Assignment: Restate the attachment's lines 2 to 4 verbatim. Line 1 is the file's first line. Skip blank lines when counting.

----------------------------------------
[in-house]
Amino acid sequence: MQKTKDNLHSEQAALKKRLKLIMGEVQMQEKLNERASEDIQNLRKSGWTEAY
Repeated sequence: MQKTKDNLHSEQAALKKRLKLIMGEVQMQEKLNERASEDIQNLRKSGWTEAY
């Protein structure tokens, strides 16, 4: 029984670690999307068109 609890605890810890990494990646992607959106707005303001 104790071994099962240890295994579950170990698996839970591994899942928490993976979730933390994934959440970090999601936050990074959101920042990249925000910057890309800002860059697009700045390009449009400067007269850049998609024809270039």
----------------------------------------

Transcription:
Amino acid sequence: MQKTKDNLHSEQAALKKRLKLIMGEVQMQEKLNERASEDIQNLRKSGWTEAY
Repeated sequence: MQKTKDNLHSEQAALKKRLKLIMGEVQMQEKLNERASEDIQNLRKSGWTEAY
């Protein structure tokens, strides 16, 4: 029984670690999307068109 609890605890810890990494990646992607959106707005303001 104790071994099962240890295994579950170990698996839970591994899942928490993976979730933390994934959440970090999601936050990074959101920042990249925000910057890309800002860059697009700045390009449009400067007269850049998609024809270039």